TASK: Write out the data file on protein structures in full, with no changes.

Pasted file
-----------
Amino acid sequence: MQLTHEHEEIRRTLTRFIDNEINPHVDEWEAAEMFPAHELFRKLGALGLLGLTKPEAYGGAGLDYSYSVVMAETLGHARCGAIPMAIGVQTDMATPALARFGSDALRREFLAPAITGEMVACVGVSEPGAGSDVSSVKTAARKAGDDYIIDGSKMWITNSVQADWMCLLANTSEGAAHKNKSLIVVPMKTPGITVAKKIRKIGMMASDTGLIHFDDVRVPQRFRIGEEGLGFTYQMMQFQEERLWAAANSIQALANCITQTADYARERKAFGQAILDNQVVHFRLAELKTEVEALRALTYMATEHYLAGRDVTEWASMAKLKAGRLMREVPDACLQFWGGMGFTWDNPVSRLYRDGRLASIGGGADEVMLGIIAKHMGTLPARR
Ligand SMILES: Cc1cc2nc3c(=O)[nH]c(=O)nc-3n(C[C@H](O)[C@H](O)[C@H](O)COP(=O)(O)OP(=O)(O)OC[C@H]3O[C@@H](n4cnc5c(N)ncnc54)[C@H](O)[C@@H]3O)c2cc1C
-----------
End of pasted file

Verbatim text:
Amino acid sequence: MQLTHEHEEIRRTLTRFIDNEINPHVDEWEAAEMFPAHELFRKLGALGLLGLTKPEAYGGAGLDYSYSVVMAETLGHARCGAIPMAIGVQTDMATPALARFGSDALRREFLAPAITGEMVACVGVSEPGAGSDVSSVKTAARKAGDDYIIDGSKMWITNSVQADWMCLLANTSEGAAHKNKSLIVVPMKTPGITVAKKIRKIGMMASDTGLIHFDDVRVPQRFRIGEEGLGFTYQMMQFQEERLWAAANSIQALANCITQTADYARERKAFGQAILDNQVVHFRLAELKTEVEALRALTYMATEHYLAGRDVTEWASMAKLKAGRLMREVPDACLQFWGGMGFTWDNPVSRLYRDGRLASIGGGADEVMLGIIAKHMGTLPARR
Ligand SMILES: Cc1cc2nc3c(=O)[nH]c(=O)nc-3n(C[C@H](O)[C@H](O)[C@H](O)COP(=O)(O)OP(=O)(O)OC[C@H]3O[C@@H](n4cnc5c(N)ncnc54)[C@H](O)[C@@H]3O)c2cc1C